This week Lemmy, the littlest four legged member of the family, turned 3 months old. The week before marked another important milestone in his doggy life- he had his second vaccination. Fully protected against some of the nastier doggy diseases, it was time to venture out into the big wide world.
He loved it! He is such a confident little puppy, and incredibly active. For his first official walk I decided on a short lap of Broadhaven boardwalk, which takes about 20 minutes.
As we set off from the car park, Lemmy caught the eye of a bunch of walkers, heading in the opposite direction to us. One of the group was particularly enamoured with Lem, and stopped to say hello. Not a problem. Lem is very friendly, and I am keen to safely socialise him as much as possible. However, this gentleman took a step too far. He bent down to Lemmy and asked’Want one of these, little fella?’, offering some sort of food item that he had produced from his pocket. Lemmy is a ganet, and the proffered treat was snaffled up immediately.
‘No, sorry, he doesn’t want that, thanks very much’. I managed to hook the treat out – a rather large adult dog treat- before he had the chance to chomp it down
Now why did I do that? Surely the man was only being kind? Prehaps he was. But there are several reasons why you shouldn’t feed other peoples animals.
- Diet matters- Lemmy has never had treats. He has been on the same dry food diet since he was weaned from his mother. How boring?! Not at all. Dogs don’t see food in the same way we do- they don’t become bored of eating the same thing everyday. In fact, it is important not to chop and change food. Sudden changes in diet can lead to an upset tummy, with diarrhoea and even vomiting. But this wasn’t a change in his diet, it was a single treat- why does that matter? A single treat can be all it takes to trigger a runny tummy. And that is something I really would rather avoid!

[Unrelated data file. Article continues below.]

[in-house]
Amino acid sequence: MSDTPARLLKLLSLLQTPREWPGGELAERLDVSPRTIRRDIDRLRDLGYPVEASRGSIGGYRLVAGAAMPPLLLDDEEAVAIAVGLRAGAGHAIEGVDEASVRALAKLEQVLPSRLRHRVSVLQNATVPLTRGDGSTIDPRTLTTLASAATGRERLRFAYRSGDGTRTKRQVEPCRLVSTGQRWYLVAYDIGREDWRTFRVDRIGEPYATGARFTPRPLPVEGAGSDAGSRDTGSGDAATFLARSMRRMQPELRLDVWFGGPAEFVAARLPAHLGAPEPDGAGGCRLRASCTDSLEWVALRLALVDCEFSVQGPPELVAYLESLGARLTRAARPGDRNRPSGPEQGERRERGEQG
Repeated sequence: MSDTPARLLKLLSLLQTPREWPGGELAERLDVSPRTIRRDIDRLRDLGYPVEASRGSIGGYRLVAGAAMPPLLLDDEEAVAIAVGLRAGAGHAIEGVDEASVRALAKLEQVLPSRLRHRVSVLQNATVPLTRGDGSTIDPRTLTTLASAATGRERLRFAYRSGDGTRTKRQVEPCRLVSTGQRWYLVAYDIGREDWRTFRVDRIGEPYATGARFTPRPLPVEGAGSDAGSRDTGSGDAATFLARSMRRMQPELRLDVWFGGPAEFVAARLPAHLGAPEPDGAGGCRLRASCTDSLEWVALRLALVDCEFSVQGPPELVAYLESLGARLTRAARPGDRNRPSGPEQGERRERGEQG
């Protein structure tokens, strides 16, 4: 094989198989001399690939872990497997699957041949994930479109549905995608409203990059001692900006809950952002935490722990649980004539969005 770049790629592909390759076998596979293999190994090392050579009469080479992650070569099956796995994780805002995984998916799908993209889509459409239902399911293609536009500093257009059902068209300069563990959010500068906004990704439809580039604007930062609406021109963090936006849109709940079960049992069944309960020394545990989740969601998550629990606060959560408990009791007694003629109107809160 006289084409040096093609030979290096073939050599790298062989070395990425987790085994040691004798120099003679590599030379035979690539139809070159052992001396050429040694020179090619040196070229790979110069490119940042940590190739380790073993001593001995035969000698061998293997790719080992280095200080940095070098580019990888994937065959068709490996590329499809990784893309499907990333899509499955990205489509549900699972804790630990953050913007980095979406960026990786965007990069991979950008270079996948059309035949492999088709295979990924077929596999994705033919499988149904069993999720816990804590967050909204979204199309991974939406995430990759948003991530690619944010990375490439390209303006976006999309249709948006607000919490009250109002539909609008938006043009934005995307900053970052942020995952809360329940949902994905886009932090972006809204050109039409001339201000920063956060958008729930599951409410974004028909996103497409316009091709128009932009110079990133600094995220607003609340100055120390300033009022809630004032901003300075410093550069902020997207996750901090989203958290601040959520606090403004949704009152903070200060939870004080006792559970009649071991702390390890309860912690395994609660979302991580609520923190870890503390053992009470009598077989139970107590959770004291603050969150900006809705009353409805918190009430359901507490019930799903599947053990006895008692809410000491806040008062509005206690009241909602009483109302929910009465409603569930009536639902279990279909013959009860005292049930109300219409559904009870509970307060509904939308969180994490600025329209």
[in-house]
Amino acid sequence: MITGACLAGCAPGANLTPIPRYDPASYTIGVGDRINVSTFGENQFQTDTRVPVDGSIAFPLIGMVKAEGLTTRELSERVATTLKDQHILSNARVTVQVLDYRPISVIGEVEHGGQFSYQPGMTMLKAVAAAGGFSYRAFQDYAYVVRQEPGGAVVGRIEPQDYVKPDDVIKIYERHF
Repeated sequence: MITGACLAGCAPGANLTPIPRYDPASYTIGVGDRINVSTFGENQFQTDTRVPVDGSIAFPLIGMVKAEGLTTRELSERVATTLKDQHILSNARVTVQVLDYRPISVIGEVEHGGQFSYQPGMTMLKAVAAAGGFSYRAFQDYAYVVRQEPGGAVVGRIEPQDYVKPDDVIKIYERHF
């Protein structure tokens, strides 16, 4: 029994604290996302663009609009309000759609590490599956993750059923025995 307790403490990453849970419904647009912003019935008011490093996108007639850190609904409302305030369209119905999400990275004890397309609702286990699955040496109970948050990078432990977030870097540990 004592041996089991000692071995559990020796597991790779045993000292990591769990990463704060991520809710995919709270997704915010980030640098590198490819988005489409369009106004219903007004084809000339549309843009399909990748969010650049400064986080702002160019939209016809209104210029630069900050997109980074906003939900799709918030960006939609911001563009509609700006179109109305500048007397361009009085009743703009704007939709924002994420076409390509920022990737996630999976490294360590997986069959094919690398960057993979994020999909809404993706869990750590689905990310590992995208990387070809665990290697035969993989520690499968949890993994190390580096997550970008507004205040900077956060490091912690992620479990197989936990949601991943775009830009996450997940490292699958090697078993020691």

- Size matters- Lemmy is a puppy, and still only small. He still has all his baby teeth. He can’t cope with large biscuits or treats, and there is the potential that these could become lodged in his mouth or throat. Not good!
- Calorie counting- Lemmy is given the exact amount of food he requires everyday. His dry food is measured, to the weight advised by the manufacturers for his age and size, and split into three meals. He doesn’t need extra food. Extra food (and yes, a single treat counts as extra) can lead to weight gain. Carrying extra weight is no fun for people or animals. It can lead to arthritis and joint problems, as well as putting strain on the heart and lungs. Again, something I’d rather avoid.
There are other reasons why you shouldn’t offer food to other peoples pets, without the permission of the owner first.
- Some animals have specific dietary requirements. A dog or cat may be diabetic, suffering from kidney disease or Inflammatory Bowel Disease. They may even have food allergies or intolerances. These pets need to be on special diets, with their owners often having to be extremely careful when it comes to what their animals eat. A small piece of the wrong food could lead to a lot of problems for an animal with one of these conditions.
- Pancreatitis is another illness that can be triggered by food. The pancreas is an organ that helps with digestion of food. In cases of pancreatitis, the pancreas becomes irritated and inflamed, resulting in over production of digestive enzymes. This can be incredibly painful for cats and dogs, and can lead to them requiring a trip to the vets. In some cases it may need surgery, and can even be fatal. All this from eating or being fed something they shouldn’t have.
So, although the gentleman we met on our walk probably thought he was being kind to Lemmy, he wasn’t doing him any favours. Next time I hope he thinks twice , or at the very least asks, before feeding someone else’s pet.